Tropical flowers are an exciting new change from traditional floral gifts like roses , and with modern shipping methods they are availble worldwide. Their large size and vibrant colors make them an impressive gift for favorite occasions like Mother's Day, Valentine's Day, birthdays and anniversaries.

Flowers can be purchased from local florists or "Grower Direct" services that ship them worldwide. If purchasing flowers to be shipped, make sure someone is waiting to accept the order and that they are not left with the mail on a back porch in the sun all afternoon until someone comes home from work. Flowers are shipped without any water supply, and neglecting them for hours on top of the shipping time can take days off their lifespan.

If you buy tropical flowers like heliconias or gingers, or if you are lucky enought to live in the tropics and have them in your garden, here are a select few tips to help them thrive and to extend their shelf life as cut flowers.

Caring for Cut Tropical Flowers ------------------------------------------

1. Water your plants well and give them a large drink prior to cutting. This is significant for foliage plants as well because a few varieties “drink” incredibly little after cutting. Instead, they live off their stored sap.

Tropical plants have adapted to their natural environment which means frequent but short periods of heavy tropical downpour.

Look at the flower heads and notice how the petals are “cupped” to catch and store as much water as possible. These plants drink from the top and like being showered with water.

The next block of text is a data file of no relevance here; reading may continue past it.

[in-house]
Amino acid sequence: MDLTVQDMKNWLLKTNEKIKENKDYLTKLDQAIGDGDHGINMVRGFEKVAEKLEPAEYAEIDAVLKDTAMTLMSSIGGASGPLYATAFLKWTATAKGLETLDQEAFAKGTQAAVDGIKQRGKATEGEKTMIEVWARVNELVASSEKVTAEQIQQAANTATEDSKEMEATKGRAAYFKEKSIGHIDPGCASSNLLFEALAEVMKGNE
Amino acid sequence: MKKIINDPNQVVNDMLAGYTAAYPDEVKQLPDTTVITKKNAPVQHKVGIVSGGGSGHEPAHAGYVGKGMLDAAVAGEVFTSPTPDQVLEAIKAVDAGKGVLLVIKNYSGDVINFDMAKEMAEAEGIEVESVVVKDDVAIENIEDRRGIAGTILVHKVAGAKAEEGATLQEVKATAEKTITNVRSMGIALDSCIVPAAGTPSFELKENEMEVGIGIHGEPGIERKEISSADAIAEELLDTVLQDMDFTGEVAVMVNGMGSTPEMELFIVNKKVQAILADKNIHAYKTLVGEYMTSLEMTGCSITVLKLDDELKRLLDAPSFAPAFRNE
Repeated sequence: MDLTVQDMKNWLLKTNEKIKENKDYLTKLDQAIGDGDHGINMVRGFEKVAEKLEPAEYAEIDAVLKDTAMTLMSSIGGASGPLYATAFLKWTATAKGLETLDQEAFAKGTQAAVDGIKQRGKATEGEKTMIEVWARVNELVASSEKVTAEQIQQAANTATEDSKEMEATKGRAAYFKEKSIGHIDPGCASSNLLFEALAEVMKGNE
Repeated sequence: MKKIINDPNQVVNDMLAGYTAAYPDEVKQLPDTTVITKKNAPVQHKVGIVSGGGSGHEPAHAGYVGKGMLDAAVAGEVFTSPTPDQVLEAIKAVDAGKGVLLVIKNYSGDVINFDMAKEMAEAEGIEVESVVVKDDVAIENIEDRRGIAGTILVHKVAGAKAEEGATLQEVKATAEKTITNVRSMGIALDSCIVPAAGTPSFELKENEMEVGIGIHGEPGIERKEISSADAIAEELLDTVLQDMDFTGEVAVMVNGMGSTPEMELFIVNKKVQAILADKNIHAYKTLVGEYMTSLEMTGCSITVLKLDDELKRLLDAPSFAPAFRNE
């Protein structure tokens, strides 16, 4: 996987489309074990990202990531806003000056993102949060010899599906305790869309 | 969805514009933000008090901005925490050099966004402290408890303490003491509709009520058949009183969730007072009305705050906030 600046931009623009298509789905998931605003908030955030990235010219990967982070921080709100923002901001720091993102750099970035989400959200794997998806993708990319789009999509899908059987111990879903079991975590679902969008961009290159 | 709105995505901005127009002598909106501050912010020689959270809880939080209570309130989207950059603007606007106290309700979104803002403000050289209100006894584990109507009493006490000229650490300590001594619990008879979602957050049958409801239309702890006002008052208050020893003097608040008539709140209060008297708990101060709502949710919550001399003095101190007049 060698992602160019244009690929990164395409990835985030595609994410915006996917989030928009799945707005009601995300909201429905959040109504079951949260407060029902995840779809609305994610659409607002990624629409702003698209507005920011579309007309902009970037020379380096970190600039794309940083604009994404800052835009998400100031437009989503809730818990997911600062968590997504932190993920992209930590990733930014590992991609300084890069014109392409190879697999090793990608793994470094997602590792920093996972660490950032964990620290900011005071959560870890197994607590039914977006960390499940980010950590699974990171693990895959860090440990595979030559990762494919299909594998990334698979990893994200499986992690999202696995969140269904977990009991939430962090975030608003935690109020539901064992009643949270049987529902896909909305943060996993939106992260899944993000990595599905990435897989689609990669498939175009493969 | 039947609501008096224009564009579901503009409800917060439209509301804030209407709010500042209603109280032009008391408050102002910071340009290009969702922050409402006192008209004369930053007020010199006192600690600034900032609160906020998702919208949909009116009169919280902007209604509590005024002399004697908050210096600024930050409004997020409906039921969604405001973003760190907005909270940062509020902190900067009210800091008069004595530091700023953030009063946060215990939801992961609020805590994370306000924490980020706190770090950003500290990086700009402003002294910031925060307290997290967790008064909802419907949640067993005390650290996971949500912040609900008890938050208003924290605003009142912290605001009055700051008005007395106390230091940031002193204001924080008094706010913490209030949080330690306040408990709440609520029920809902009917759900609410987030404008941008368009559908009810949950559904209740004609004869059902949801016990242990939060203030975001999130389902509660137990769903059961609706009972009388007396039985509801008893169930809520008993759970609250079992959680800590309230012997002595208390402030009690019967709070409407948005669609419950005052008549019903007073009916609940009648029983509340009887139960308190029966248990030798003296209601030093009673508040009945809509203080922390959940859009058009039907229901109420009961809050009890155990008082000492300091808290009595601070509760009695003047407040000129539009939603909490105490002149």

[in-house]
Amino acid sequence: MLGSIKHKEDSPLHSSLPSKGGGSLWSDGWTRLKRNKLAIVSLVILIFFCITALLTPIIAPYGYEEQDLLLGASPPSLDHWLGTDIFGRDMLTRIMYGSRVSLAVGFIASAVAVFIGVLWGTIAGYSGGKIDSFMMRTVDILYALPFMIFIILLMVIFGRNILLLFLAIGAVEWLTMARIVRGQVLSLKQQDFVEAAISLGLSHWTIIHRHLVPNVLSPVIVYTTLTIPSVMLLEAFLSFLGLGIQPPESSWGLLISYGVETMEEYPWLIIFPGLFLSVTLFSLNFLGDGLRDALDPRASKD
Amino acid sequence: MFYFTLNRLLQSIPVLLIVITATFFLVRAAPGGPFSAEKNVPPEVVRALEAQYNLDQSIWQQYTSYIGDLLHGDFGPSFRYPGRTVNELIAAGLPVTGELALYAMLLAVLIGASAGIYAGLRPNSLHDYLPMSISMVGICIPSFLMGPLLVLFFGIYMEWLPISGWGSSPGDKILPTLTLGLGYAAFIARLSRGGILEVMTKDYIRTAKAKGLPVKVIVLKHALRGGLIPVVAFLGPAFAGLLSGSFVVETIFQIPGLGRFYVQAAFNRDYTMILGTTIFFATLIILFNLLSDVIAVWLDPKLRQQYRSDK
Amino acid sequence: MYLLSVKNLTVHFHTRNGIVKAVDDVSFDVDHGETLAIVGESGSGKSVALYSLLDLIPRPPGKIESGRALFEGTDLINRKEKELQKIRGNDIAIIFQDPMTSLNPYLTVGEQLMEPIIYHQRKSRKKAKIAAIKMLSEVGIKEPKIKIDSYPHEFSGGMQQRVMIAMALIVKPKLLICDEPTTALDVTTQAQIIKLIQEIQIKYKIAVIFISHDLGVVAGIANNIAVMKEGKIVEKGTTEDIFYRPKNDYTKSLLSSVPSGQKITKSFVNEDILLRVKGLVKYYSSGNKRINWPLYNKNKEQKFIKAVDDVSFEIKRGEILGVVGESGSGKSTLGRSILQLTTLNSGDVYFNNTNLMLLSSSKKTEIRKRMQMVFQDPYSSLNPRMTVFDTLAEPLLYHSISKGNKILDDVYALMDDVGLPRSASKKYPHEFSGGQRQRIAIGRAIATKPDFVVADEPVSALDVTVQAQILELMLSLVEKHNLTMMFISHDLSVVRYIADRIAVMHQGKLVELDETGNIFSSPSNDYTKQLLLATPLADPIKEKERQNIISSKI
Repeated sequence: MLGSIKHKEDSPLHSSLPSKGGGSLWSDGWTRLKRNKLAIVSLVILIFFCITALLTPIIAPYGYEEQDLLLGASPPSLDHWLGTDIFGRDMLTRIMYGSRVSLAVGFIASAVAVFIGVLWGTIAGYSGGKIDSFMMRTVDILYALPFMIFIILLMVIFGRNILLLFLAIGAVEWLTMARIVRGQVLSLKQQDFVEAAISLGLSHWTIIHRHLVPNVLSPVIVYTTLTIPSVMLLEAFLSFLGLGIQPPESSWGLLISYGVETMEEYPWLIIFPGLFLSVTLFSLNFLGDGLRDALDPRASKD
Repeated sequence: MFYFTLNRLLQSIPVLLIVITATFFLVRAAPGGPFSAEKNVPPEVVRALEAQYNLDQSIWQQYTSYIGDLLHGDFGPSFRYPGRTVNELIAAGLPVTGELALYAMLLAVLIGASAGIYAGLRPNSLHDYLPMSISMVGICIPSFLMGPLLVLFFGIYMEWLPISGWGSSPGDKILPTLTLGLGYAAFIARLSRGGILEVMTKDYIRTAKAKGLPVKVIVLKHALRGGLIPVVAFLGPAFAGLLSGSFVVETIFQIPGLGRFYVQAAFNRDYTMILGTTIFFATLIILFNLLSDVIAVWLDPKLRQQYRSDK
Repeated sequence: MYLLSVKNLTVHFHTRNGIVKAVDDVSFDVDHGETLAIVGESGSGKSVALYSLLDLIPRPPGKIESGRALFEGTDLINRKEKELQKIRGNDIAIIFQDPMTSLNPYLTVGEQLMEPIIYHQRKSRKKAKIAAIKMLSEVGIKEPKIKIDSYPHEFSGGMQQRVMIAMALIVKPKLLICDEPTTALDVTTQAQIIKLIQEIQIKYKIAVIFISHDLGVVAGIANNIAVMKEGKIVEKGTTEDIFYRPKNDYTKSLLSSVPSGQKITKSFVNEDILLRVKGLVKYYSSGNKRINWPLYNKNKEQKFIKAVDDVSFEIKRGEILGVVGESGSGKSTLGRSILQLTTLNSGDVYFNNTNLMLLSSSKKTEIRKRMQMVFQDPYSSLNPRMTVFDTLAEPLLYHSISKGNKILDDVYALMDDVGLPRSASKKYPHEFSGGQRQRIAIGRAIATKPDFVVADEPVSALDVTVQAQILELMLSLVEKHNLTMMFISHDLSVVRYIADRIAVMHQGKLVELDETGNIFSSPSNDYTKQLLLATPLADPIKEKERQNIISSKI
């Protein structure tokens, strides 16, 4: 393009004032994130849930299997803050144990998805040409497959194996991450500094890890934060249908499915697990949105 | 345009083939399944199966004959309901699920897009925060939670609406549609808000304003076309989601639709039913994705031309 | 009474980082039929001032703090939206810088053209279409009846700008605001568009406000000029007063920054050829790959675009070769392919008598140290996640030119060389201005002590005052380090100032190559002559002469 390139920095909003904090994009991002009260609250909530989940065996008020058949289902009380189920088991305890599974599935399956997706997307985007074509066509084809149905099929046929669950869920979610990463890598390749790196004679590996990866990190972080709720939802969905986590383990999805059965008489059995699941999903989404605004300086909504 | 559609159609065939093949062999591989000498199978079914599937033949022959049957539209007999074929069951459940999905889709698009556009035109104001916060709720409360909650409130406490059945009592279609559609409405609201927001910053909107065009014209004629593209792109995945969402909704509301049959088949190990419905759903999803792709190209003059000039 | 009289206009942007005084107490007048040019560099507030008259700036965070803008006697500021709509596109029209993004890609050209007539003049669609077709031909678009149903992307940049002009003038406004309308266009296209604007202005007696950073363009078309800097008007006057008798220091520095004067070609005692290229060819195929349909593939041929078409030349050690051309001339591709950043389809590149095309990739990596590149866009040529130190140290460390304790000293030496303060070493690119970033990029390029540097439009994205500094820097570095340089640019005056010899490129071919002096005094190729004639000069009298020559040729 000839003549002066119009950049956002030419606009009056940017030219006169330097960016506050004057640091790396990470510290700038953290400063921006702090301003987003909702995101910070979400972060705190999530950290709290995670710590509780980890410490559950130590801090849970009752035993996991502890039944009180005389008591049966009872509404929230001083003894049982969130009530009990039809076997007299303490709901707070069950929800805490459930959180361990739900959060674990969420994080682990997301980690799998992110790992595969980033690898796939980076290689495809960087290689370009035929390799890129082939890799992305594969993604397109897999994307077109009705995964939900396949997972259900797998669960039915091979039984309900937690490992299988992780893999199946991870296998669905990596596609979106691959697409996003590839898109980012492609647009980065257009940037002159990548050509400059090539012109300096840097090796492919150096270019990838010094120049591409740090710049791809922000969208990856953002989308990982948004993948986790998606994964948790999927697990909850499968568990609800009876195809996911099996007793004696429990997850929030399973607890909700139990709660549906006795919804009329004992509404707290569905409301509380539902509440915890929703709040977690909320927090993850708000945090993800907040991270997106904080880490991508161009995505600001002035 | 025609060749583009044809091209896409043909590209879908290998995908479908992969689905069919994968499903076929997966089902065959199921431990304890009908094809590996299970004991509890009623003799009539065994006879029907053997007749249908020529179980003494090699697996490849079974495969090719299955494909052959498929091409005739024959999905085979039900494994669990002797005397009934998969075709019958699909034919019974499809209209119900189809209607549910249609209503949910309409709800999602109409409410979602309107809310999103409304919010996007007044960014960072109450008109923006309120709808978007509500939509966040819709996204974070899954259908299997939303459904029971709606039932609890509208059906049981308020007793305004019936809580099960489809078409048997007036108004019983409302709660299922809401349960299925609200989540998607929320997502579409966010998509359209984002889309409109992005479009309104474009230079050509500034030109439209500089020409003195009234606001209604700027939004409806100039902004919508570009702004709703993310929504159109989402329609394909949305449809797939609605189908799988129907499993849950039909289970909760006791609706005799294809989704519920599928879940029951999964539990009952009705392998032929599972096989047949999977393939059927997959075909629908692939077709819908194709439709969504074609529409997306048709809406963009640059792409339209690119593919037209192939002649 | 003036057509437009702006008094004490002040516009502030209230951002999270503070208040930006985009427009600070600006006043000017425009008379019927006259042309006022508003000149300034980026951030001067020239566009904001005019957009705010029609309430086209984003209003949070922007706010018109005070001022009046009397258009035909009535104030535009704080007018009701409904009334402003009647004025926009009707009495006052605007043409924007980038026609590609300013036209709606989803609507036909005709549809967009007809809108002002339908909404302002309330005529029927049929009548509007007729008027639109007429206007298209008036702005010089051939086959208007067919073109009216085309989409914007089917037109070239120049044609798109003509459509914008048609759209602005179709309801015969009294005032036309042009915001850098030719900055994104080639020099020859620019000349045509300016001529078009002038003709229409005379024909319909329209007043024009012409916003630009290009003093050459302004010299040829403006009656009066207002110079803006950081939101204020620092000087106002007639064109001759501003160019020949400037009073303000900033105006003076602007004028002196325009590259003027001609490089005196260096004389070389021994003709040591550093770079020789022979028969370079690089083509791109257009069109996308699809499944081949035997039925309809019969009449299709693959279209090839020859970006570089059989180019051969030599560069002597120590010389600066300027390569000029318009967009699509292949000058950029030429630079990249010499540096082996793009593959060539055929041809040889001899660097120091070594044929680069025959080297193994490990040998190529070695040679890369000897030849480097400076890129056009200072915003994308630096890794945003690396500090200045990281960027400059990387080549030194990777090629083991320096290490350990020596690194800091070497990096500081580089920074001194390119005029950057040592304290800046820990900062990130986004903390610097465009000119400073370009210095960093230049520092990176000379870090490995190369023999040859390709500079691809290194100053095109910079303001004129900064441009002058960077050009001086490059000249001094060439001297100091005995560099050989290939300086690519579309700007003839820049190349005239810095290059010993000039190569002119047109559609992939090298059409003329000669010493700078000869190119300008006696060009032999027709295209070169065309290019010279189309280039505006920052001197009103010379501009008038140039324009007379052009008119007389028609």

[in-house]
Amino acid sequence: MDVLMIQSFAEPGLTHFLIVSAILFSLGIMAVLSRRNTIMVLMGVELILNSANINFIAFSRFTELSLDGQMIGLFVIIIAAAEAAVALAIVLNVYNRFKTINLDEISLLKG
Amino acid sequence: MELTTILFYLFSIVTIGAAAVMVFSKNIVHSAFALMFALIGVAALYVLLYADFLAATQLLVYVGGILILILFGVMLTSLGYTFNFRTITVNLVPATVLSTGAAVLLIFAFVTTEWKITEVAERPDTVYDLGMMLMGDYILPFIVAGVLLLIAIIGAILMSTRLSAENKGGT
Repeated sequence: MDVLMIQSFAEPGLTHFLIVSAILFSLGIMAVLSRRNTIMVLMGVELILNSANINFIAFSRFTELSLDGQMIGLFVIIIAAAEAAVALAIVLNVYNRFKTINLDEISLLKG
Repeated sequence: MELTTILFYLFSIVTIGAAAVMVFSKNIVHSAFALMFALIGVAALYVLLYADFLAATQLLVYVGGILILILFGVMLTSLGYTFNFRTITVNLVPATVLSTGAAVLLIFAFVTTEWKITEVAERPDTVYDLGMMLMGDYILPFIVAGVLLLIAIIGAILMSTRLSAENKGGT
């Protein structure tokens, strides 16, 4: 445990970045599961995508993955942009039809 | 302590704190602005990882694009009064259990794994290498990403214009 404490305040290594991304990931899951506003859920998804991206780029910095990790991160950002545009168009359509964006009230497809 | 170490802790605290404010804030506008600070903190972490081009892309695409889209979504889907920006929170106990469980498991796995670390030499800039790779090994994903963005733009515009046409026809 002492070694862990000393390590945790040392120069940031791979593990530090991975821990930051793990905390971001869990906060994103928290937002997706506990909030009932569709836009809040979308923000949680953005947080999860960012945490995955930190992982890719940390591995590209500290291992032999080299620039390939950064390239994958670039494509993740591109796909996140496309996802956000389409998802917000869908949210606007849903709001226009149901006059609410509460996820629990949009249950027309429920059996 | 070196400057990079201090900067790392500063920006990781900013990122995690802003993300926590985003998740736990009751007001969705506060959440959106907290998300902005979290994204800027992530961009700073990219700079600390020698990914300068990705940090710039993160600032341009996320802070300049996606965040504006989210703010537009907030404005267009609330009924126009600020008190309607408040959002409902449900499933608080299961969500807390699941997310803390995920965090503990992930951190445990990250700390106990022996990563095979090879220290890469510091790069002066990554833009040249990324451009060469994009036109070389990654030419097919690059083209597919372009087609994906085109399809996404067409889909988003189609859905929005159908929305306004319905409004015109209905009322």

Look at the pattern on the leaves. The ridges channel water down to the stem where it's absorbed into the many layers of the plant.

2. If your flowers have been out of water for any length of time after cutting, submerge them entirely in the bath for half an hour before placing them in a vase.

3. Cut three to four inches off the stem and then place them in a tall vase FULL of clean water.

4. Use a spray bottle to mist them at least twice a day.

5. Change the water and trim a new end on the stems every second or third day.

You are able to double the vase life of your cut flowers by applying these elementary techniques.

Frank Vanderlugt

Visit our website at http:/www.flowers-now.info

Article Source: http://EzineArticles.com/

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Plants for Groundcover

If you are looking for a fast growing groundcover for shade, such as a narrow border on the north side of your house or an area shaded by trees, there are a number of possibilities. The lesser periwinkle (vinca minor) has glossy dark-green leaves and small blue flowers which appear in spring and early summer. Growing only 2-4 inches tall but with a spread of 3-4 feet the one drawback of this plant is that it can become invasive. Another aggressive grower is deadnettle (lamium). L. garganicum is a neat perennial growing six inches high and is one of the less rampant of the species.

My first choice for perennial groundcover for a fragrant rock garden is Dianthus. Two dense mat-forming varieties are D. areniarius and D. arvensis both of which bear fragrant flowers from June to August.

When you are considering groundcover for containers, plants with a creeping habit are indicated. Wild thyme (T. serpyllum) grows to a height of 1-3 inches with a spread of two feet or more. This is an aromatic herb which is related to the common thyme used for cooking.

Choosing groundcover for an acidy area is not too difficult. Heaths and heathers thrive in acid soils and come in a variety of colored foliage and flowers. The Trumpet gentian (G. acaulis) grows 3 inches tall and forms mats of sturdy, glossy mid-green leaves. The horn-shaped blue flowers appear in May and June but flowering can be somewhat unpredictable.